Stewart hopeful others will follow

Carter Stewart not only has high expectations for his next six years in Japan, but he hopes he is the first of many American baseball players to turn pro on this side of the Pacific. On Monday, just hours before Major League Baseball’s June draft that he skipped out in order to sign with the SoftBank Hawks, Stewart met the press in Fukuoka.

“There are a lot of reasons why I wanted to come over here, but a big thing is the atmosphere, the quality of baseball, the facilities,” said at a press conference. “Those are some of the key points, when I got here that showed me they were top notch, that they were high-class grade baseball. That’s the real reason I chose to play over here.”

The opportunity was made possible by the Atlanta Braves lowering their signing bonus offer to him last year and by the huge gap between what MLB teams are willing to pay amateurs up front and what Japanese teams can gain from those players’ services. Japan also offers the possibility that he could enter MLB as a free agent after the 2024 season, at least two years earlier than he could hope to reach that status in the majors.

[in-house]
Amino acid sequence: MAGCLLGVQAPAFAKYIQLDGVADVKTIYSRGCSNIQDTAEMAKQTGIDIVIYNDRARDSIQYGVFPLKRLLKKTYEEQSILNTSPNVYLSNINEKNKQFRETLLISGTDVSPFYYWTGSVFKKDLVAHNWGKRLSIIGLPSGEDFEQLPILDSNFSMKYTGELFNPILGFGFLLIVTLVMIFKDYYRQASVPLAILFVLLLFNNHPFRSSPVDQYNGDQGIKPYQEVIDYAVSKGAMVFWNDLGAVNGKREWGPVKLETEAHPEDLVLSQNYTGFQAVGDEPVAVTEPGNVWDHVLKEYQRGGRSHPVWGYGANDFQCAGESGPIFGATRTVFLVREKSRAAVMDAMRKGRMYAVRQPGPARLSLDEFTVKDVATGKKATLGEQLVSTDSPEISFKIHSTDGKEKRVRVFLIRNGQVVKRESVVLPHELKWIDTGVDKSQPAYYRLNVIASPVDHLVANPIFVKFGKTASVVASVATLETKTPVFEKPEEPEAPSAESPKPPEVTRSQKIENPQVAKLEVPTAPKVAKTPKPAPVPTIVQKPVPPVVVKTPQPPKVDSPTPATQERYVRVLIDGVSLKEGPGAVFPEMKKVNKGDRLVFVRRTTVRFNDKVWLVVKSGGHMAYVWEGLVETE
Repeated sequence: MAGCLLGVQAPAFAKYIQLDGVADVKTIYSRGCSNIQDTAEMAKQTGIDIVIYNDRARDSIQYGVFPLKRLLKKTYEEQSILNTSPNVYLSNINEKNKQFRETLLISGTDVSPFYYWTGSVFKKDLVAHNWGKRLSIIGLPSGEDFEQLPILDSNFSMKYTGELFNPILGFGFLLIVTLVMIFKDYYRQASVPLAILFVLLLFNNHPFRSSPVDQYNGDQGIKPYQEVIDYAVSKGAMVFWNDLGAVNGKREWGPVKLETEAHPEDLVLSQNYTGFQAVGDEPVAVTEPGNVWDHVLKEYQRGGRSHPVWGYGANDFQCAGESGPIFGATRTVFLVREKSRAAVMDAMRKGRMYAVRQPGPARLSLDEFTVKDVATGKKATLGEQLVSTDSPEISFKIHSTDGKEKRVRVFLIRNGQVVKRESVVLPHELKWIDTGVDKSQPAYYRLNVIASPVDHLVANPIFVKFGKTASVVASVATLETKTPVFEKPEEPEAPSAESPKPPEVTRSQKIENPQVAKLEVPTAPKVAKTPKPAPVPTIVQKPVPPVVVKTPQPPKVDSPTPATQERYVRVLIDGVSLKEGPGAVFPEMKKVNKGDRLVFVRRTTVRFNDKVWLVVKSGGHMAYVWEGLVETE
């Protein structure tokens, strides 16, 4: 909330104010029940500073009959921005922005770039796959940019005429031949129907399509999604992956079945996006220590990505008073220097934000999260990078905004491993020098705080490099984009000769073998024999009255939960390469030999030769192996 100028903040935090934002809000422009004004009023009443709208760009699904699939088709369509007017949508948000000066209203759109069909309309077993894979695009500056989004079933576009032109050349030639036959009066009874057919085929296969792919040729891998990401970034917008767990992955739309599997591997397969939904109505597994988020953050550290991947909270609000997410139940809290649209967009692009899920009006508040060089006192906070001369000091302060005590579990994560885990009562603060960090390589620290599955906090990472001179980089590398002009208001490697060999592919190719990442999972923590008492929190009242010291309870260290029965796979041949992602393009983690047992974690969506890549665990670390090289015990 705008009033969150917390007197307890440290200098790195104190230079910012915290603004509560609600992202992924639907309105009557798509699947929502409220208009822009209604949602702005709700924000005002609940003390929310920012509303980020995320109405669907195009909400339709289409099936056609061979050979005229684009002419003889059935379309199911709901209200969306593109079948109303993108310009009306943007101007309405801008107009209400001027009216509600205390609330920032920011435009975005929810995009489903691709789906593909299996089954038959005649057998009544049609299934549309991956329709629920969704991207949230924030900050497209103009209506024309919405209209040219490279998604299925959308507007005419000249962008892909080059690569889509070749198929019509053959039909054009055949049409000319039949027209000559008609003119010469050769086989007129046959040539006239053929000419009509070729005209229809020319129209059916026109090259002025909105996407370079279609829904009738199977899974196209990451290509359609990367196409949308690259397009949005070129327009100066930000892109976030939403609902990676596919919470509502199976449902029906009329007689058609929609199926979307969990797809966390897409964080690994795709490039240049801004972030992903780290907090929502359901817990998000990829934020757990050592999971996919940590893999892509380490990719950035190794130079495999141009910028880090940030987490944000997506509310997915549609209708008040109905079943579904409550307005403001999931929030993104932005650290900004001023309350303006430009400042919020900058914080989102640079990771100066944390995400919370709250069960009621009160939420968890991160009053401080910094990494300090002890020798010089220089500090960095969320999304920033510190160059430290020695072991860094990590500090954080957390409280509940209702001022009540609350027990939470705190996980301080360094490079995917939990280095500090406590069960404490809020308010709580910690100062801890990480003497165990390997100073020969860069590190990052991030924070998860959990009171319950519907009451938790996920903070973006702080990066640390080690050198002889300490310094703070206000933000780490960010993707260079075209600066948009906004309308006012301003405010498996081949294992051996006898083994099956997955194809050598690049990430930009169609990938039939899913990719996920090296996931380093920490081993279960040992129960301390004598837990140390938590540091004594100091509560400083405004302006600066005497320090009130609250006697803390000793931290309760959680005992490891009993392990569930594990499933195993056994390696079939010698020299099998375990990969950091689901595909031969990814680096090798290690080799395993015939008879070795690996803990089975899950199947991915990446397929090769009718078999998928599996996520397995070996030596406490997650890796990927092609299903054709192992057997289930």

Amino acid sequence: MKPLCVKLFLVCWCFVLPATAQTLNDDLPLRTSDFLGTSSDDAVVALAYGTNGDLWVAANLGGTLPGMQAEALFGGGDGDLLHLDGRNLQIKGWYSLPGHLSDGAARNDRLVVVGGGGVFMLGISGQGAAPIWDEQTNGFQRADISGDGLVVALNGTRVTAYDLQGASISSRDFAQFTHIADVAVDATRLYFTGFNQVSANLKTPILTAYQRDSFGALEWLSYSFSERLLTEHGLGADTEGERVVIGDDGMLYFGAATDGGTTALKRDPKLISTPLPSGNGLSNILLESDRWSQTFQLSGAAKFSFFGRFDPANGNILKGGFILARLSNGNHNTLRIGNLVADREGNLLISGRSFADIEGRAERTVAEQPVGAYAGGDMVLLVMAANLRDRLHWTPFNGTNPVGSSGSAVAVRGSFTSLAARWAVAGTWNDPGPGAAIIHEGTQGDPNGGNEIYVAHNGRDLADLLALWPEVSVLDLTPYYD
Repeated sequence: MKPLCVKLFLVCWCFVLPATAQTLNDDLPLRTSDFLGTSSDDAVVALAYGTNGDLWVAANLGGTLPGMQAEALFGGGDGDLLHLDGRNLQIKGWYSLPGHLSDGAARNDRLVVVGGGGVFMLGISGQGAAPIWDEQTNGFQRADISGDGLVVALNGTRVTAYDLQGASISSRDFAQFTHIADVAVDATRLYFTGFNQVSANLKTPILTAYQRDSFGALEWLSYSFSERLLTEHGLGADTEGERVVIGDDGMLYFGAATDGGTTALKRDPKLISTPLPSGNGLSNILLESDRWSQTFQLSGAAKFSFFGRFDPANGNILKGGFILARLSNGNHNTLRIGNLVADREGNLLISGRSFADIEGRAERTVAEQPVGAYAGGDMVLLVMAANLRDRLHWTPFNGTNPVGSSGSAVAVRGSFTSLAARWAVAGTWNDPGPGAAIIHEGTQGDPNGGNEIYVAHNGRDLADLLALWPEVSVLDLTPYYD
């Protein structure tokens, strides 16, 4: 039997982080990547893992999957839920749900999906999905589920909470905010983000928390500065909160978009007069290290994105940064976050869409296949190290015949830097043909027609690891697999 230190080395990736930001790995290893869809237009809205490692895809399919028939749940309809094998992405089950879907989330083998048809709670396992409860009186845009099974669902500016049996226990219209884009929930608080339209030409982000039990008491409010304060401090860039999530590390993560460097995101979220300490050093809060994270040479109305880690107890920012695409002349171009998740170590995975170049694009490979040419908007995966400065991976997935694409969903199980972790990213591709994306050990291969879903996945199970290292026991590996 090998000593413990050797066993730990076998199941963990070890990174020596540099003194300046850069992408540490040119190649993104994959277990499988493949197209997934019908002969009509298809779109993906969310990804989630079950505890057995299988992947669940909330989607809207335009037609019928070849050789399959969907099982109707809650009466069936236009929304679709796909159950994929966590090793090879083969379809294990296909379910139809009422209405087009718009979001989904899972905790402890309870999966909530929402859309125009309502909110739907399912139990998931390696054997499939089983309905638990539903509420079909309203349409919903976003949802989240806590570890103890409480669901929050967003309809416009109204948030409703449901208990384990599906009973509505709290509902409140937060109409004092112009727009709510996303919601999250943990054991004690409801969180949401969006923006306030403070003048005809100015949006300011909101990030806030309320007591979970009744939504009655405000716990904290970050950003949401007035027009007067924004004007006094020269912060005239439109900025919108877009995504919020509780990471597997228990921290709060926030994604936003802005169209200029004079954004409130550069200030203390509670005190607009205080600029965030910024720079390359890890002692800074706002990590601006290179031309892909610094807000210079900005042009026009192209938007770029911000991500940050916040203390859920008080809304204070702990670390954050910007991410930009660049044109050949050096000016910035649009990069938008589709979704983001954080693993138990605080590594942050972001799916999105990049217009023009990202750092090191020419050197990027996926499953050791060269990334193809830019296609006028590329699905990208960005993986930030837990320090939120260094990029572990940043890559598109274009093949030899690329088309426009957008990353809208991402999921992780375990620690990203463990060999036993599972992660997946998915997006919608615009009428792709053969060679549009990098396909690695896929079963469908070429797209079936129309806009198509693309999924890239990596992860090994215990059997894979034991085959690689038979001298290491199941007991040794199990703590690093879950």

Instead of watching minor league teammates struggle to exist and survive on sub-poverty wages, Stewart will be among people who are housed and paid relatively well in a structured, clean and safe environment.

“The way with the baseball is now in the States, more amateurs at least should give this a try… Anybody who plays baseball, they want a chance to play high-quality baseball,” he said.

“In the future, I would hope some more amateur players from the U.S. would want to come over here, just because. From what I’ve seen, I only have great things to say. I don’t know if more will follow, but I hope that someday more guys from the States will come.”

Meanwhile, according to Kyodo News, Hawks GM Sugihiko Mikasa denied reports from the United States that Stewart would be able to make use of the posting system to enter MLB prior to the conclusion of his six-year-contract.

Posting Stewart would pose a problem for the Hawks, who have denied the request of their best pitcher, Kodai Senga, to make use of the posting system.

Jim Allen

sports editor for a wire service in Tokyo

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